When Pride Gets in the Way

There are many occasions and circumstances in which pride provides an empowering incentive for us to make the decisions we do: pride in our accomplishments, pride in who we are as individuals, pride in the principles by which we live. But pride—to be specific, false pride—can keep us from speaking up or making choices that are the right ones for us. Examples such as 1) a refusal to admit we were wrong, 2) strident beliefs that holding on to what we have is more important than what we need, or 3) an unwillingness to try again when earlier attempts have failed. And then there are those instances when we erroneously ascribe more shame to a disappointment or struggle than it merits because our pride has been hurt.


To me, one of the most tragic variations of this theme is when our pride prevents us from trying again because that renewed risk of failure feels so treacherous. A recent episode of Downton Abbey brings this to mind when Mabel Lane Fox tells her former affianced, Lord Gillingham, that she hopes they will resume their relationship even though he spurned her in order to pursue a (failed) romance with Lady Mary.


MABEL: I don’t want to know what you see in Mary. I just want you back.

TONY: I do admire you for saying that.

MABEL: I’d rather be happy than proud.


It’s no small endeavor to express hope unabated by prior rejection. However, it’s this same show of vulnerability that people find so touching. Our hearts go out to someone who takes that risk; we sympathize and admire them. We want to take their hand. It’s not that making ourselves vulnerable is a life or death matter, but our pursuit proves that something is missing in our lives, something we very much want. Same goes for re-booting. What’s tragic is when people are too prideful (ie frightened) to try. Mabel continues to love Tony despite his preference for Lady Mary. “I’d rather be happy than proud,” she humbly explains. Good for her.


When in your life have you summoned the courage to set aside your pride? What made you take that risk? Are you glad you did? Where is pride getting in your way, today?


False pride creates big impediments to living a better life. It can keep us from moving past old hurts; it can prevent us from repairing important relationships. It can confuse us, sending us down dead ends. Like a malicious Greek chorus, pride can whisper that we should do “this” when what we really want is “that.” A deadly sin, indeed.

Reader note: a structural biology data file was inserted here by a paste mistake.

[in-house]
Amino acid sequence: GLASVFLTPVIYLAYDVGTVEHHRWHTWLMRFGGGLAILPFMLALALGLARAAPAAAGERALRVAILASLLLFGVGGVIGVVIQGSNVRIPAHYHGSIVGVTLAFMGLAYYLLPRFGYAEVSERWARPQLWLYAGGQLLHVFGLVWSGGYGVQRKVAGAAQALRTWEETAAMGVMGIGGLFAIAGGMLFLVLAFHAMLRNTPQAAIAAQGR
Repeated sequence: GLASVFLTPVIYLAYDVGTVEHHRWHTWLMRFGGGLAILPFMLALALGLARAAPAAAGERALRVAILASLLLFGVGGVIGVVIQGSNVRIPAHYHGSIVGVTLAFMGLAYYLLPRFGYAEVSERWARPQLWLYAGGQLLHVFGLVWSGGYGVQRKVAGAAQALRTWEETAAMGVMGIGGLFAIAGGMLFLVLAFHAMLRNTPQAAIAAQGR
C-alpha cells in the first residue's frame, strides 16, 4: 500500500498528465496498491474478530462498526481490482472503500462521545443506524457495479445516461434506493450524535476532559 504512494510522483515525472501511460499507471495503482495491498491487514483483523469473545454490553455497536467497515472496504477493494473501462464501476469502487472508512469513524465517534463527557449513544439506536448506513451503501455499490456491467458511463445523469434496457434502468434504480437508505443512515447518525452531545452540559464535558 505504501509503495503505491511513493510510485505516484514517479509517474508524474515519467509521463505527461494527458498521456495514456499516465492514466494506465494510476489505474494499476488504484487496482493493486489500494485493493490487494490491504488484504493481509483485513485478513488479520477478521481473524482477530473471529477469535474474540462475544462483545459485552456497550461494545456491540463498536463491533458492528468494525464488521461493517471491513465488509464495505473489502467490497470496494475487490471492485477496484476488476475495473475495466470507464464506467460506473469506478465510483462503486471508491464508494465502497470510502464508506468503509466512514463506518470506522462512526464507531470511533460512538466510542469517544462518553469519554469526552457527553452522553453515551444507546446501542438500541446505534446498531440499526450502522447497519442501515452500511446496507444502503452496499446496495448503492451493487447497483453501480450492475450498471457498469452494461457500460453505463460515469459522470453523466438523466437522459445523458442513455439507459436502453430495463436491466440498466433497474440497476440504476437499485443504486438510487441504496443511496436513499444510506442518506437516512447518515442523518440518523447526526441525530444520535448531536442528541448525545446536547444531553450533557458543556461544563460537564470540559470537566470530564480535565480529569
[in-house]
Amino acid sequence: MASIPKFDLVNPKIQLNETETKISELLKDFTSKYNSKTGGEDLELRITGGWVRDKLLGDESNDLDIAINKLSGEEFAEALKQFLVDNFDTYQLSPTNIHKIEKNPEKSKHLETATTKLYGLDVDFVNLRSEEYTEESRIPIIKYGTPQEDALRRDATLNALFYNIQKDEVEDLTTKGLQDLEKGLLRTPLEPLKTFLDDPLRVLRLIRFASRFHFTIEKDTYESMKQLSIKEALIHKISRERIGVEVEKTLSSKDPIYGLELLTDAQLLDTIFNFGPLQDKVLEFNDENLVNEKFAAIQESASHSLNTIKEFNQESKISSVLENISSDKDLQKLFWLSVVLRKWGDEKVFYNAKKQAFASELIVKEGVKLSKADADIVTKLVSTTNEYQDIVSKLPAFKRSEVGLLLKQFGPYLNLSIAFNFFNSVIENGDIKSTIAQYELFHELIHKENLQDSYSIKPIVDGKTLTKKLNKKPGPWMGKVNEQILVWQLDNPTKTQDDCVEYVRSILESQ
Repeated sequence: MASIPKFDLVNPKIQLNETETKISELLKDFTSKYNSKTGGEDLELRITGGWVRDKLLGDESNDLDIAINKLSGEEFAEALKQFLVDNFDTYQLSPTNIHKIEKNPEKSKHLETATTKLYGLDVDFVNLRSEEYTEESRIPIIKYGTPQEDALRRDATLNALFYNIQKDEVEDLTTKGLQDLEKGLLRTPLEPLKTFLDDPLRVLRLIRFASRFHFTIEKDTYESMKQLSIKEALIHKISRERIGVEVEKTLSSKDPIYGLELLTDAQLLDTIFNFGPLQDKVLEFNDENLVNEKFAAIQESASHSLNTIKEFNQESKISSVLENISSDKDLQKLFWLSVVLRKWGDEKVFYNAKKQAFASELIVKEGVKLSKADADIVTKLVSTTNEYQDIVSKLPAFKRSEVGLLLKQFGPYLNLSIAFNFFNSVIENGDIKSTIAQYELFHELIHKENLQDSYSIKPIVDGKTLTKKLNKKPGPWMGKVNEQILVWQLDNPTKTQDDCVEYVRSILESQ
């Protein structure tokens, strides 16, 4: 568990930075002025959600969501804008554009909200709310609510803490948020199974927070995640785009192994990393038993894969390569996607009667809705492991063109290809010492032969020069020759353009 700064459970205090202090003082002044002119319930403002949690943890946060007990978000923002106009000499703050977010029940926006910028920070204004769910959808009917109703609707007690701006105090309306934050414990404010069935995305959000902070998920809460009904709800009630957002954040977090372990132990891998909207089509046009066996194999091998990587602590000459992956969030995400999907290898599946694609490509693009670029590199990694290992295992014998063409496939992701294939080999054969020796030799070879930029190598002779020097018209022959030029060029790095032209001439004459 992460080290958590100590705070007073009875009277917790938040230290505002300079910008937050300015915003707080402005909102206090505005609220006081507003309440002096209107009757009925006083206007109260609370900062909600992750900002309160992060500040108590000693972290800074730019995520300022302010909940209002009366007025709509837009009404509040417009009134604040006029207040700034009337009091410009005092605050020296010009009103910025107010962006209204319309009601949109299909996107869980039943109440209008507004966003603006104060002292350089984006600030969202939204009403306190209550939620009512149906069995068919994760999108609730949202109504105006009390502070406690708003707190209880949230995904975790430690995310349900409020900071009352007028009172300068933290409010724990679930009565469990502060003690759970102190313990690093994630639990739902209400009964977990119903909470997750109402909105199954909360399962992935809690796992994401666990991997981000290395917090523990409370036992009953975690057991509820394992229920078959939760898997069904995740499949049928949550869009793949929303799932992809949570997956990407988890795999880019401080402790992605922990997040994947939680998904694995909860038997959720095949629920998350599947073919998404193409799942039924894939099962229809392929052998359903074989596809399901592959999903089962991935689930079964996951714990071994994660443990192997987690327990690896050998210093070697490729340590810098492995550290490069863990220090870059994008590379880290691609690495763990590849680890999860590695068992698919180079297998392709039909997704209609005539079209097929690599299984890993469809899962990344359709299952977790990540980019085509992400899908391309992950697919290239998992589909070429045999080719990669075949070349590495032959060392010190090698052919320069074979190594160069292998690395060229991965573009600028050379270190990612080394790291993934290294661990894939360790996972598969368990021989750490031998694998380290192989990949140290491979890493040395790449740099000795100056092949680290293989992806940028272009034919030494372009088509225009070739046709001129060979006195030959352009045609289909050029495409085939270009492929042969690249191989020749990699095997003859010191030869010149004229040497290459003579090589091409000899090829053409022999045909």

A different version of pride can spring from an exaggerated sense of responsibility. I know a lot of people (and include myself in this group) who have fallen into the trap of believing that they are the one person who can really get the job done—you know, the way it “should” be done. “Everyone is counting on me,” we tell ourselves. “It’ll all fall apart if I don’t.” This is wrong headed thinking for many reasons, plus, it places an unreasonable burden on our shoulders. Even in an ER there are back up docs! Nobody is irreplaceable, I don’t care how many good reasons you have for believing this.


The truth is that being dispensable is a very good thing! At the end of the day, we’re all expendable and we will expire. So, isn’t it a positive for others to share the same skillsets we have? Isn’t it a favor to know someone else can pick up the load? The false pride of believing that it is our sole responsibility to do X hurts us, hurts those depending on us, and can prevent them and us from making the strides we need to make. It shackles us to a fixed dynamic.


There’s also a false pride that demands we have all the answers at the ready. I theorize that much of this problem is linked to Western culture. Now, while I’m all about the chop-chop and crave a fast delivery time as much as the next schmo, even I recognize that the way we’re living has fostered societal impatience. The idea of waiting for an answer becomes more and more foreign; any perceived delay makes us feel like we’re losing ground. We’re told that “not knowing” is a source of shame, an indication of serious inadequacy. Any answer is better than none, right? Wrong. In fact, most of us don’t have ready answers about who we are or what we truly want, but our pride tells us we should.


Homework assignment: What is it you wish to do? Who is it you want more of in your life? Get out there and make yourself vulnerable. Be ok with not knowing what happens next. You’re a different person now with different needs and different capabilities than ten years ago. Give yourself the room to be who you are TODAY! I promise, you won’t go crazy and abandon all good sense or responsibilities. Do what is necessary to make some room to breathe. Don’t let your pride suffocate you.

 Greek chorus


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One Response to “When Pride Gets in the Way”

  1. Jim Patterson Says:

    Good one

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